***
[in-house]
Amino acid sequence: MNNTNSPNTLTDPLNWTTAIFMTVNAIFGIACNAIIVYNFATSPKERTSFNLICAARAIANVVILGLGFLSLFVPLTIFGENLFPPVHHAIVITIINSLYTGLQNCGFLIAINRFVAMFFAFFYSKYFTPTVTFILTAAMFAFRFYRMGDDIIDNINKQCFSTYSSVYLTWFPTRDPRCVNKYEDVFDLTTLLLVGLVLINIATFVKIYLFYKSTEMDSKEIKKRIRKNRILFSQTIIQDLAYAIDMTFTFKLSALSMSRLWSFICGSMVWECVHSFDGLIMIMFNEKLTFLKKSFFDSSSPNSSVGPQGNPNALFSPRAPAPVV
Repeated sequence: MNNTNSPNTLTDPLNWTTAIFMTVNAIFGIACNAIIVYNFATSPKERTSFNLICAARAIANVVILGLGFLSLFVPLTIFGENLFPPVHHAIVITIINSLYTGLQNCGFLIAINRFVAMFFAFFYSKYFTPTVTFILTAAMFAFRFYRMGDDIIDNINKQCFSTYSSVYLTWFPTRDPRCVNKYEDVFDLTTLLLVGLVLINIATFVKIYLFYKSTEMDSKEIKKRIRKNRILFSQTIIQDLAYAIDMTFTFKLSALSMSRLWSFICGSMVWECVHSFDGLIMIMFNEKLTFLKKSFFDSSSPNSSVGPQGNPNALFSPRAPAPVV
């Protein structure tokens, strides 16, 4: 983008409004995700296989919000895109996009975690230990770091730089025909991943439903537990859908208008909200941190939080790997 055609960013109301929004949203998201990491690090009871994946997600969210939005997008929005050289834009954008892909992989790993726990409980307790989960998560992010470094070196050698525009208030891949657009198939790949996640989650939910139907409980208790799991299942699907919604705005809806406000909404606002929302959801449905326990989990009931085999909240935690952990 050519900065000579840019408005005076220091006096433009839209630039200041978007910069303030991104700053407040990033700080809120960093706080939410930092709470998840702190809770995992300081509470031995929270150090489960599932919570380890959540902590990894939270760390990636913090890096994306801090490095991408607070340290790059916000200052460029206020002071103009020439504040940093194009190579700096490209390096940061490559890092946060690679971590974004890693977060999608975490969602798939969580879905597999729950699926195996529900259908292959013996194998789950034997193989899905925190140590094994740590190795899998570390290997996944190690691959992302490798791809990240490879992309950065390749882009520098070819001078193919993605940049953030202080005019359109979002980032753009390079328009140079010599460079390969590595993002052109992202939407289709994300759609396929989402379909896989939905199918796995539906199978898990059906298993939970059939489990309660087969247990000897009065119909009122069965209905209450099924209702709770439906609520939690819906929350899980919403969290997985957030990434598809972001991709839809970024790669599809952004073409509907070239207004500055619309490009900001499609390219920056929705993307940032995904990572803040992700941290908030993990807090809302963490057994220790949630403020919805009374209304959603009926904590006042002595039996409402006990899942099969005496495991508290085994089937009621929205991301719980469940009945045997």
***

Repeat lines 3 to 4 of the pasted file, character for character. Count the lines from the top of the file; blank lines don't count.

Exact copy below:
Repeated sequence: MNNTNSPNTLTDPLNWTTAIFMTVNAIFGIACNAIIVYNFATSPKERTSFNLICAARAIANVVILGLGFLSLFVPLTIFGENLFPPVHHAIVITIINSLYTGLQNCGFLIAINRFVAMFFAFFYSKYFTPTVTFILTAAMFAFRFYRMGDDIIDNINKQCFSTYSSVYLTWFPTRDPRCVNKYEDVFDLTTLLLVGLVLINIATFVKIYLFYKSTEMDSKEIKKRIRKNRILFSQTIIQDLAYAIDMTFTFKLSALSMSRLWSFICGSMVWECVHSFDGLIMIMFNEKLTFLKKSFFDSSSPNSSVGPQGNPNALFSPRAPAPVV
């Protein structure tokens, strides 16, 4: 983008409004995700296989919000895109996009975690230990770091730089025909991943439903537990859908208008909200941190939080790997 055609960013109301929004949203998201990491690090009871994946997600969210939005997008929005050289834009954008892909992989790993726990409980307790989960998560992010470094070196050698525009208030891949657009198939790949996640989650939910139907409980208790799991299942699907919604705005809806406000909404606002929302959801449905326990989990009931085999909240935690952990 050519900065000579840019408005005076220091006096433009839209630039200041978007910069303030991104700053407040990033700080809120960093706080939410930092709470998840702190809770995992300081509470031995929270150090489960599932919570380890959540902590990894939270760390990636913090890096994306801090490095991408607070340290790059916000200052460029206020002071103009020439504040940093194009190579700096490209390096940061490559890092946060690679971590974004890693977060999608975490969602798939969580879905597999729950699926195996529900259908292959013996194998789950034997193989899905925190140590094994740590190795899998570390290997996944190690691959992302490798791809990240490879992309950065390749882009520098070819001078193919993605940049953030202080005019359109979002980032753009390079328009140079010599460079390969590595993002052109992202939407289709994300759609396929989402379909896989939905199918796995539906199978898990059906298993939970059939489990309660087969247990000897009065119909009122069965209905209450099924209702709770439906609520939690819906929350899980919403969290997985957030990434598809972001991709839809970024790669599809952004073409509907070239207004500055619309490009900001499609390219920056929705993307940032995904990572803040992700941290908030993990807090809302963490057994220790949630403020919805009374209304959603009926904590006042002595039996409402006990899942099969005496495991508290085994089937009621929205991301719980469940009945045997």